Beware of the vicious lift doors – they bite!

Back to the title of this review.

In North Korea you are not permitted to leave your accommodation unless accompanied by your guide. People suggest that the Yanggakdo was deliberately placed on an island to ensure that you cannot escape unnoticed and wander into the city on your own (hence its nickname the Pyongyang Alcatraz). If you had time, and unless you are a very early riser you won’t, you are permitted to walk around on the island without a guide. You are not permitted to bring you camera while walking around outside.

While not of a four star standard the hotel is certainly one of the best in North Korea and is a very pleasant place to stay. Would I stay here again? Yes.


This blog entry is one of a group (loop) of entries on The Rambling Wombat’s trip to Pyongyang, North Korea which I recommend you read in a particular order.  I suggest you continue with my next entry – Pyongyang Metro – The Metro.     If necessary, go to my Pyongyang introduction entry – Pyongyang – A Capital City Unlike any Other – to start this loop at the beginning.


8 thoughts on “Pyongyang’s Alcatraz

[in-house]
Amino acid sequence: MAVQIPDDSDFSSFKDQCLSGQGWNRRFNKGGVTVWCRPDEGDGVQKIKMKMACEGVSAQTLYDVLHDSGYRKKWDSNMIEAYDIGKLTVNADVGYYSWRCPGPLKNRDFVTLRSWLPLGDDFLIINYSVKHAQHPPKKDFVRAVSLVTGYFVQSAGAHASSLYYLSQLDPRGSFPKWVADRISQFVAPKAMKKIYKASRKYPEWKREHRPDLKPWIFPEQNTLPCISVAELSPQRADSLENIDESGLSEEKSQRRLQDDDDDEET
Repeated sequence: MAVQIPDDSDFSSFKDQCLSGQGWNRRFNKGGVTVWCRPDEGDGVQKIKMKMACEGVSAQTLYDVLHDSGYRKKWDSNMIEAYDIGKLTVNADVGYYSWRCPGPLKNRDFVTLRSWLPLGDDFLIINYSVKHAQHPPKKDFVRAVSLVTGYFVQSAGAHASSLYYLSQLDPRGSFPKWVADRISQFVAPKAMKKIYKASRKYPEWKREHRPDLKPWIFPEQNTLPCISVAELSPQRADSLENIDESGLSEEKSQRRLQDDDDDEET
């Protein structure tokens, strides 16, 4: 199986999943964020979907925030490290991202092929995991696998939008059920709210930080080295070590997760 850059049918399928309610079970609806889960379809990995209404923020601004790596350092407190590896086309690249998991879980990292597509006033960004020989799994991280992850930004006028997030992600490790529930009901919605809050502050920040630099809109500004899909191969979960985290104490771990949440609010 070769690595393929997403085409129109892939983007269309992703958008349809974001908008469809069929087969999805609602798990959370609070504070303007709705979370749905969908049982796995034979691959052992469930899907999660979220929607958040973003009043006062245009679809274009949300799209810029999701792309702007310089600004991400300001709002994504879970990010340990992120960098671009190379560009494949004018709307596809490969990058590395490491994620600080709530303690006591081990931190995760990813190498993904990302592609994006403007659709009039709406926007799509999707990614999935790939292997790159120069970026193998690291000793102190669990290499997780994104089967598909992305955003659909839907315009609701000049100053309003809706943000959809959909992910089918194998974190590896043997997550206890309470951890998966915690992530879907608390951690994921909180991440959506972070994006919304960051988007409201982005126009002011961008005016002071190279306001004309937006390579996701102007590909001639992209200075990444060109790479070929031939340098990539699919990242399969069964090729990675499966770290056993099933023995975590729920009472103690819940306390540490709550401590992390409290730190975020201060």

1. I actually like the hotel though we only got to stay there one night in 2018 when the BBC was no longer available and we had access to Al Jazeera and Deutsche Welle instead. NK and the UK ( one of the few countries to maintain an Embassy in Pyongyang) has an oft time good, oft times bad relationship with NK and this may impact on if and when visitors can assess the BBC. It is admirable that the UK maintains diplomatic relations with the country … I am a major believer in engagement, which does not mean you have to agree with them on everything or even very much.

      Liked by 2 people

      1. I actually quite like Al Jazeera even though it is not popular in UK. Yes, it is slanted but show me a media operation that isn’t, even the supposedly sacred BBC. They do some brilliant documentary pieces about places Western agencies never seem to bother about. DW is OK but I’d take Al Jazeera for preference.

        I wonder why they fell out with Auntie Beeb.

        I am surprised we have an embassy there, I had never thought about it, I suppose I just presumed we didn’t. Ambassador to Pyongyang must be some posting.

        Liked by 2 people